EU countries in the spotlight for Pegasus
EU countries in the spotlight for Pegasus

The European Parliament has voted to set up a new commission of inquiry to investigate allegations that EU member states obtained and used Pegasus spyware.

Lawmakers voted to set up the commission that will investigate the use of Pegasus and other spyware for surveillance in the 27-nation European Union. Commissions of Inquiry enable lawmakers to investigate potential violations of EU law.

The European Parliament said in a statement that the committee is studying current national surveillance laws and whether the Pegasus spyware is being used for political purposes, such as targeting journalists, politicians and lawyers.

Pegasus is a spyware developed by the Israeli company NSO Group that allows almost complete access to the data on the target device.

While NSO Group is one of the best known and most prolific makers of spyware in the broader field of surveillance. The company enables governments and law enforcement agencies to gain access to device data by exploiting security holes and vulnerabilities in device software.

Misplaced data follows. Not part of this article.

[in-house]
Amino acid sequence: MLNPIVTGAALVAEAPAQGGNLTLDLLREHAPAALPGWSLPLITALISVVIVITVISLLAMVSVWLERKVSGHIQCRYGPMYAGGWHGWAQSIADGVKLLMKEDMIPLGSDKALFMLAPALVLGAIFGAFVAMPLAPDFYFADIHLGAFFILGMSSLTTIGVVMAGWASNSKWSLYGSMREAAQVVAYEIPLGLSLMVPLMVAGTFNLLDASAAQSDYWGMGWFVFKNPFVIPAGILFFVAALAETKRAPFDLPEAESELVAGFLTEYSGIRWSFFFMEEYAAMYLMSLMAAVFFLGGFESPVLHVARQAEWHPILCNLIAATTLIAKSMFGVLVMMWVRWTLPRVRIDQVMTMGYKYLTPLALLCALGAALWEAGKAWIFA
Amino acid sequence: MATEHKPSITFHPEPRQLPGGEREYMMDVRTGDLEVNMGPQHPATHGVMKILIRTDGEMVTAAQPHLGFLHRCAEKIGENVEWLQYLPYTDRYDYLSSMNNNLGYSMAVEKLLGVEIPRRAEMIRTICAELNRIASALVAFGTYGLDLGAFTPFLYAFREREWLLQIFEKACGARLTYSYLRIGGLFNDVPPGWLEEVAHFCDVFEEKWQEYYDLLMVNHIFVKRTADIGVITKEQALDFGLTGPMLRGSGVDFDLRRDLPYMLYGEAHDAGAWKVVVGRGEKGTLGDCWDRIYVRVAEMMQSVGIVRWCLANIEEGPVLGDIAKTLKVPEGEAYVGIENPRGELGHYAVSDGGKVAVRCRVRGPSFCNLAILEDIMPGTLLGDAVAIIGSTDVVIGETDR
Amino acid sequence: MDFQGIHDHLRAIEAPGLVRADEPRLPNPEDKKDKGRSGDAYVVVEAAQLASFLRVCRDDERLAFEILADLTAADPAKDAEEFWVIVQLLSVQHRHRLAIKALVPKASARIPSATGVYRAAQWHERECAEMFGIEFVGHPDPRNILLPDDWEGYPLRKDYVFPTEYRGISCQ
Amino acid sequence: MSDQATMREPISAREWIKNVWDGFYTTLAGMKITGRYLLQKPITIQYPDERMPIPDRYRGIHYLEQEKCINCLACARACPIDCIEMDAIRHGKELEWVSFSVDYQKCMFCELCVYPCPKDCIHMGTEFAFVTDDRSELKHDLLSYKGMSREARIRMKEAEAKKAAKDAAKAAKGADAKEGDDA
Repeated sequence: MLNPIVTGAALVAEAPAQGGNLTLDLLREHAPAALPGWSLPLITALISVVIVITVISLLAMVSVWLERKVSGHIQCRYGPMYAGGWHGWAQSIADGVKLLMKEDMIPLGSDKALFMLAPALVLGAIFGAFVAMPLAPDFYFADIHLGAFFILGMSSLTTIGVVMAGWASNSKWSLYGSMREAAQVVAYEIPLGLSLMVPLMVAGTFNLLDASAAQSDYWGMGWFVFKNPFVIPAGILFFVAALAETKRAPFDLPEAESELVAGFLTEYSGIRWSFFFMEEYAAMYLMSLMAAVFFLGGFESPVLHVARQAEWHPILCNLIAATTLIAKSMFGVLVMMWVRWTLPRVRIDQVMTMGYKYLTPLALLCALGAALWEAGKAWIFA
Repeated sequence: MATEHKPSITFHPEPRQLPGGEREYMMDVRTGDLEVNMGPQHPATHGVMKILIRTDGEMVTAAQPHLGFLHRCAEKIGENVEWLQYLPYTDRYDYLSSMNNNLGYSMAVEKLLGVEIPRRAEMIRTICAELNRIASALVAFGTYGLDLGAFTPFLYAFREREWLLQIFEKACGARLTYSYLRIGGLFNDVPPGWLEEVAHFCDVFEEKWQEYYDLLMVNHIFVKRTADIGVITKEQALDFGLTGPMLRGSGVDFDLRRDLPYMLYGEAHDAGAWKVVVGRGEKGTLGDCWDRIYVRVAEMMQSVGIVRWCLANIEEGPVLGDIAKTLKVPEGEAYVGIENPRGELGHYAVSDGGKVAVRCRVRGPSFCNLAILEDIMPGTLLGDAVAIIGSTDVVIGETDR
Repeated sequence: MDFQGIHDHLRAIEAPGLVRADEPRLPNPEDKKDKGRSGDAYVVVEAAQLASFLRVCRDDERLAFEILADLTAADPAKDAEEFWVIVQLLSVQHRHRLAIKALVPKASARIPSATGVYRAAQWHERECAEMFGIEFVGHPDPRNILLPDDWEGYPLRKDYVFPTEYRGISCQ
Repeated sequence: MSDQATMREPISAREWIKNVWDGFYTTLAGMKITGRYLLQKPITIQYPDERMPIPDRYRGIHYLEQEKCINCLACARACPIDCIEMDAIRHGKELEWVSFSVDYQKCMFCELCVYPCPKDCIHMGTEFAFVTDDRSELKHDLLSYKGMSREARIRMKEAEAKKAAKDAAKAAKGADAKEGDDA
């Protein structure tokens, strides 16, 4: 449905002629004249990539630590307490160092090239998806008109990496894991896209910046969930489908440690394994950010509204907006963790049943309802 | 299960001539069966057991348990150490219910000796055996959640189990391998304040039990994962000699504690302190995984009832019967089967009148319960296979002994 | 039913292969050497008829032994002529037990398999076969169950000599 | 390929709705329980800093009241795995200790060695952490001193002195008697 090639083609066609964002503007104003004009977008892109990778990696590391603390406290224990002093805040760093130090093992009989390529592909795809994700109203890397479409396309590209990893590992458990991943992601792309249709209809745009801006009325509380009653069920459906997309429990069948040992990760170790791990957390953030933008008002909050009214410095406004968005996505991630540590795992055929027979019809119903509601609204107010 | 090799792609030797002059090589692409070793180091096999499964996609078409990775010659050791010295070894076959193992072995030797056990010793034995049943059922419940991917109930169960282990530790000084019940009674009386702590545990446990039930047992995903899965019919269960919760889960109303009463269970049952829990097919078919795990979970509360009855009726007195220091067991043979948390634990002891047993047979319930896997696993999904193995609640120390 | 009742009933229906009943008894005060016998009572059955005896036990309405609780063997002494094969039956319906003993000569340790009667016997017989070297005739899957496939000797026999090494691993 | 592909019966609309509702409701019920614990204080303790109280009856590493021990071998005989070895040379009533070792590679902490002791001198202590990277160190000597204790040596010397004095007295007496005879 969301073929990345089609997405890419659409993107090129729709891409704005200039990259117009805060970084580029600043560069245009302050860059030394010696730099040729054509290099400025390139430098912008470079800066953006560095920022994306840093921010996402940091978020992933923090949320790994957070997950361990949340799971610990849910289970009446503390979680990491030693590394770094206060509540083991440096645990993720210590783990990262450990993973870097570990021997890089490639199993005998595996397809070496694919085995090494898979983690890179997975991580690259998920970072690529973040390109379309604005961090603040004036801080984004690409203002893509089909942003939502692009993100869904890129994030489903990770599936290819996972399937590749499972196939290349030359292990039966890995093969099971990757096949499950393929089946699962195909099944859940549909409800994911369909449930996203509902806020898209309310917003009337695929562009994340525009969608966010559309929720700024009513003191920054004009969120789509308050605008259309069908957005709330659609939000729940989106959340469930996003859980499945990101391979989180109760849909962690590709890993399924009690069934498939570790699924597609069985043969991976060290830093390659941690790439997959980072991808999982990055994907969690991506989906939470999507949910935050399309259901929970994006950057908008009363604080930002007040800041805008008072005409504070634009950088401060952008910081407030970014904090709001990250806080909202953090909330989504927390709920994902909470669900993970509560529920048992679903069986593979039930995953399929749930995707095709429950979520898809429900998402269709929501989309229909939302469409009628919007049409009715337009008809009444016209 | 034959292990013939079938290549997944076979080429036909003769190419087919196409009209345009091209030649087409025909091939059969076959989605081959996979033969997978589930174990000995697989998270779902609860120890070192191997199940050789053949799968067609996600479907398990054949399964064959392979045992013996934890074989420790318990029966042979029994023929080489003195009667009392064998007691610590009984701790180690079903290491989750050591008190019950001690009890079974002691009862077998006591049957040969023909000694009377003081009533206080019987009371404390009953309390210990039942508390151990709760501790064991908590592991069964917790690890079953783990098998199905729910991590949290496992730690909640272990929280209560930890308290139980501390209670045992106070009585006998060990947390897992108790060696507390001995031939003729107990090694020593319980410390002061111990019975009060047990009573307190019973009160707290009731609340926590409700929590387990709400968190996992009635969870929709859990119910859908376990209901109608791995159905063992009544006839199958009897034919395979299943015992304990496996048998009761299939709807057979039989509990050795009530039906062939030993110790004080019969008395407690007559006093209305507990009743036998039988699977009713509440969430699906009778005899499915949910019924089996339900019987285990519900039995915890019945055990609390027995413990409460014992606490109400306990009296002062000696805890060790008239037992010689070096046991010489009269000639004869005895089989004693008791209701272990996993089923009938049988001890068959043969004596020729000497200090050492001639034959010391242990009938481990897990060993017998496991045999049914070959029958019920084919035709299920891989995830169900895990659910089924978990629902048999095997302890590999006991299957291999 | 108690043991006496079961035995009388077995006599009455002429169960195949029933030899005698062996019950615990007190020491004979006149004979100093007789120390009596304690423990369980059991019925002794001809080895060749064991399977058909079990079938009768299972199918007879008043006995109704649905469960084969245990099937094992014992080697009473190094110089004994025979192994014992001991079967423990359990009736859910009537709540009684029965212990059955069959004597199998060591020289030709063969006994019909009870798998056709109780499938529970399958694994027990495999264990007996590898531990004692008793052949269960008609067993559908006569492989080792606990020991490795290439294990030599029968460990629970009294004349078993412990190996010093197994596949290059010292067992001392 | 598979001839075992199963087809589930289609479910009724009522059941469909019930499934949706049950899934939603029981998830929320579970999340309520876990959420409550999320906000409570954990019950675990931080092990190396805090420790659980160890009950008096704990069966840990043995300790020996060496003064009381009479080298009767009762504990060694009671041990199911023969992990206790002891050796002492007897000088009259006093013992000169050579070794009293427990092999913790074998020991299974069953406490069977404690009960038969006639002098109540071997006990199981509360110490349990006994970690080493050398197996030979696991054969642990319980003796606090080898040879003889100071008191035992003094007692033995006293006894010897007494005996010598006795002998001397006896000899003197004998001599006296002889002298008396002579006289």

However, researchers have consistently found that members of civil society - journalists, activists and human rights defenders - have been targeted by governments with Pegasus spyware despite assurances that only dangerous criminals and terrorists will be targeted.

The commission's formation comes less than a month after European privacy officials called for a blanket ban on Pegasus and other spyware amid fears of unprecedented spyware hacks.

European regulators cited reports of spyware being used in Hungary and Poland, two EU member states.

New Spyware Advice From Pegasus

In January, Citizen Lab researchers found evidence that critics of Poland's ruling party are being attacked with spyware. Among them is the opposition MP Krzysztof Brigsa.

Text messages stolen from Brygsa's phone were later leaked, tampered with and broadcast on state-controlled television. Then he lost by a large margin. Since then, Bruges has accused the Polish government of interfering in the elections.

Researchers have also reported cases of Pegasus infection in France, Germany and Spain. Under European law, the European Parliament's Pegasus Committee has a one-year mandate. However, it can be extended for up to six months.

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